U.S. stocks ended mostly lower Friday on signs that the U.S. labor market remained robust in November despite the Federal Reserve’s interest-rate hikes.
Data released by the Labor Department showed the U.S. economy added more jobs than economists had expected, bolstering the perception that the Fed still has a long way to go before its rate hikes produce their intended effect of cooling the labor market, and inflation with it.
How stocks traded
The Dow Jones Industrial Average
rose 34.87 points, or 0.1%, to close at 34,429.88.
The S&P 500
slipped 4.87 points, or 0.1%, to finish at 4,071.70.
The Nasdaq Composite
dropped 20.95 points, or 0.2%, to end at 11,461.50.
All three major benchmarks booked a second straight week of gains, according to Dow Jones Market Data. Stocks had soared on Wednesday with the Dow climbing more than 700 points in the wake of Fed Chairman Jerome Powell’s remarks about the likelihood that the Fed will downshift to a 50 basis point interest-rate hike later this month.
What drove markets
Stocks mostly fell Friday as investors digested a stronger-than-anticipated jobs report, with the S&P 500 finishing slightly lower but still up for the week.
The U.S. economy added 263,000 new jobs in November, beating expectations for 200,000 jobs, which would have been the lowest monthly number since December 2020. The prior month’s reading was also revised higher to 284,000.
“The market’s hanging in here better than I would have initially thought” given the strength of the jobs report, said Scott Wren, senior global market strategist at Wells Fargo Investment Institute, in a phone interview Friday. He said that sometimes “what’s good for the economy is bad for the market because of the implications” for how aggressively the Fed may react to cool demand through interest rate hikes.
The market’s decline Friday reflected concerns that a strong jobs report means that inflation may stay elevated for longer and the Fed’s terminal rate may wind up higher than expected, Wren said.
Stocks fell as shorter-term Treasury yields rose. The rate on the two-year Treasury note
edged up 2.4 basis points Friday to 4.278%, while 10-year Treasury yields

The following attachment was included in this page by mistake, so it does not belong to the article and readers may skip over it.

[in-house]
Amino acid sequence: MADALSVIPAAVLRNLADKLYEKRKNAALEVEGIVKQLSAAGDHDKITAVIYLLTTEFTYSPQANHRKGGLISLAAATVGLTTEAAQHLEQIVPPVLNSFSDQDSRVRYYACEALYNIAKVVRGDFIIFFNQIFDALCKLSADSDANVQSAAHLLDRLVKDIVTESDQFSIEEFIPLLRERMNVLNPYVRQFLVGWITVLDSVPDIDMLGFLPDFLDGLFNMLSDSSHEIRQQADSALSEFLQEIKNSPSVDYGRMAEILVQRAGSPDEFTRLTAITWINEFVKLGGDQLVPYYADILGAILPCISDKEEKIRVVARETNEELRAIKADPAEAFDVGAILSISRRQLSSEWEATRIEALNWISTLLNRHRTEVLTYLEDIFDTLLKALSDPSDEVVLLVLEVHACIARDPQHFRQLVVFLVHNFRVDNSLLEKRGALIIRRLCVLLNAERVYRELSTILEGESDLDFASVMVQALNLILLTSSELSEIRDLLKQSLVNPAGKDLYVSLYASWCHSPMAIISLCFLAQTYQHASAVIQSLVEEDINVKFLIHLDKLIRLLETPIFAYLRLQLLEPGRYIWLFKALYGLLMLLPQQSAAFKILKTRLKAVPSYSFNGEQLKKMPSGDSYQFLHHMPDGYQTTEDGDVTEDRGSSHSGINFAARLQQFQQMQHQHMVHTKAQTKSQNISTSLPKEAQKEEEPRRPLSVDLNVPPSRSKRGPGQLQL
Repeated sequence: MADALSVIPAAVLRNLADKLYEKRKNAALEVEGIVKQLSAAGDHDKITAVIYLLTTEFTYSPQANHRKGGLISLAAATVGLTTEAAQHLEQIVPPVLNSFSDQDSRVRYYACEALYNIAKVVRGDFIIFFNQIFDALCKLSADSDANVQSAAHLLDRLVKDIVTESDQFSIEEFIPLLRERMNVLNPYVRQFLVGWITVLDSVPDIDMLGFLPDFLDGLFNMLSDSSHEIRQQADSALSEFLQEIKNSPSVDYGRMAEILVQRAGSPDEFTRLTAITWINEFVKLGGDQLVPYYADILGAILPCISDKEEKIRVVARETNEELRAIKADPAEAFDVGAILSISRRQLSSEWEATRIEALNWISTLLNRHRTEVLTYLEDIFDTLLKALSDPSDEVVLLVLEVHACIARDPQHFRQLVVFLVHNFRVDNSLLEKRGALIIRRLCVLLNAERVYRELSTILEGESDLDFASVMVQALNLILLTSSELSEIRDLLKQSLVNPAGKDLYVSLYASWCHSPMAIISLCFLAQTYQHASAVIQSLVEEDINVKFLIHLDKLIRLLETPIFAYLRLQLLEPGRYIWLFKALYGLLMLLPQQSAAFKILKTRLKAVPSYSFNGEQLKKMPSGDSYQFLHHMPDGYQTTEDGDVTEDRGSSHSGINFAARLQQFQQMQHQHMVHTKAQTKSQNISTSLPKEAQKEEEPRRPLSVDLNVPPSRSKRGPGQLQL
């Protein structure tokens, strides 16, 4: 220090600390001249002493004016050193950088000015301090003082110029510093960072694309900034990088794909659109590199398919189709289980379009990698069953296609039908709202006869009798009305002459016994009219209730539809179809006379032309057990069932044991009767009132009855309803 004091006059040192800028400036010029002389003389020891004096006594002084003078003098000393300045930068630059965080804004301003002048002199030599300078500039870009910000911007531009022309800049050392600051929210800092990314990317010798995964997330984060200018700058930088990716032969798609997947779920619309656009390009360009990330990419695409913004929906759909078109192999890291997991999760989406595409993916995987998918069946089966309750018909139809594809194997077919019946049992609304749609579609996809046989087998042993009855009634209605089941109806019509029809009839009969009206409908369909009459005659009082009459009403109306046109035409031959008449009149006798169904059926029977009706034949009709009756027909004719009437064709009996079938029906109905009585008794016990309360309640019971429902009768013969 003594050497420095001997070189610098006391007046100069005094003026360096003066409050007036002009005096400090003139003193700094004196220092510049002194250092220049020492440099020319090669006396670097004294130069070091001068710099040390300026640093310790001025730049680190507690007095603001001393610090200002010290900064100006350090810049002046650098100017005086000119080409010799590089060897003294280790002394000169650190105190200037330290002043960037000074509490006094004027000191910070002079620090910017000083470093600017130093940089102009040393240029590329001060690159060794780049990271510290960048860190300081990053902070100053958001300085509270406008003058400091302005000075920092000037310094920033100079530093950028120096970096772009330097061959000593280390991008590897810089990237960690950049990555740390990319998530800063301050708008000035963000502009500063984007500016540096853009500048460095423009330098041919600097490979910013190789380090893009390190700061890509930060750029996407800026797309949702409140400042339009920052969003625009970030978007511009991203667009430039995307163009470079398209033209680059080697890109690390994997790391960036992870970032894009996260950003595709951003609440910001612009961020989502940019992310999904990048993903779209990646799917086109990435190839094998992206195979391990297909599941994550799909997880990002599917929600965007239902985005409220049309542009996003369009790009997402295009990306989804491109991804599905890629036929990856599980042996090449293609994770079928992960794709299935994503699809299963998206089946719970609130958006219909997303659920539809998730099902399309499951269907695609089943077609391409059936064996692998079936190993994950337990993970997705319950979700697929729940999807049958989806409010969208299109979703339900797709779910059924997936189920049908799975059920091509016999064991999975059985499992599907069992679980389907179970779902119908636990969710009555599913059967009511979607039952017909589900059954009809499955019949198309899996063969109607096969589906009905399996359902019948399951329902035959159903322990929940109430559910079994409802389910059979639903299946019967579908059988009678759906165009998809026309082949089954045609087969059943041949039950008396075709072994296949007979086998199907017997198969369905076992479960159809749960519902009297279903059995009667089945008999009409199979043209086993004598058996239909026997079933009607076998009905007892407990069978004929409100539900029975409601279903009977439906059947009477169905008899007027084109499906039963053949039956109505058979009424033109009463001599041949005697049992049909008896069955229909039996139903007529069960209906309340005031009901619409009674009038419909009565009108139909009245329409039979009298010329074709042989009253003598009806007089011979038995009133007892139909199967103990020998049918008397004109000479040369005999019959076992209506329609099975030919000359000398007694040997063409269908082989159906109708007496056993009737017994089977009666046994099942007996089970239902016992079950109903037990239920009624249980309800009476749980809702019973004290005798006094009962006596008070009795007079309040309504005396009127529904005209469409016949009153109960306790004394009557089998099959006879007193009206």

dipped 2.3 basis points to 3.502%, according to Dow Jones Market Data.
Still, Wren said that he anticipates the Fed will reduce the size of its next rate hike at its policy meeting this month to 50 basis points, shifting down from a series of jumbo rate hikes of 75 basis points as it battles high inflation.
“The Fed’s desire to slow down its rate hikes, but then to keep rates high/restrictive for a while to let the policy ‘marinate’ through the system strikes us as a very prudent path,” wrote Rick Rieder, BlackRock’s chief investment officer of global fixed income and head of the firm’s global allocation investment team, in emailed comments Friday.
Fed funds futures, which allow traders to place bets on the path of Federal Reserve policy, see the fed funds rate peaking at 5.25% next year, according to the CME’s FedWatch tool. St. Louis Fed President Jim Bullard indicated in a chart last month that the fed funds rate, which is the central bank’s benchmark policy rate, might need to rise as high as 7%.
“Friday’s stronger-than-expected jobs report gives the Federal Reserve more reasons to continue raising interest rates and maintain tighter monetary policy for longer, at least until the labor market begins to weaken, which is a signal that the market does not want to hear right now,” said Robert Schein, chief investment officer a Blanke Schein Wealth Management, in emailed comments.
Still, some market strategists see a silver lining.
“The report is a positive development for the economy and helps support the case that the Fed may be able to achieve a soft landing in the economy, an outcome that’s contrary to predictions made by some of the nation’s largest banks in recent months,” said Peter Essele, head of portfolio management at Commonwealth Financial Network, in emailed comments.
The unemployment rate was unchanged at 3.7% in November, while wage growth accelerated over the past year to 5.1%, according to the report Friday from the U.S. Bureau of Labor Statistics.
“The labor market remaining hot continues to justify what the Fed is doing,” said Nicole Webb, financial advisor at Wealth Enhancement Group, in a phone interview Friday. “I don’t think it changes course from the 50 basis-point expectation in December,” she said, “but we’ve really started to question how high the terminal rate has to get to, to have the demand destruction that brings inflation down to 2%.”
Although the stock market ended mostly lower Friday, all three major benchmarks booked weekly gains. The S&P 500 rose 1.1% for the week, while the tech-heavy Nasdaq Composite gained 2.1% and the Dow Jones Industrial Average added 0.2%, according to Dow Jones Market Data.
Stocks in focus
shares jumped 12.5% after the “software robot” provider’s quarterly results and outlook topped Wall Street estimates.
Shares of Cracker Barrel Old Country Store Inc.
tumbled 12.9% after the home-style restaurant chain with retail stores inside missed fiscal first-quarter profit expectations.
PayPal Holdings Inc.
shares dropped 4.9%, making it one of the worst S&P 500 performers.
—Steve Goldstein contributed to this article.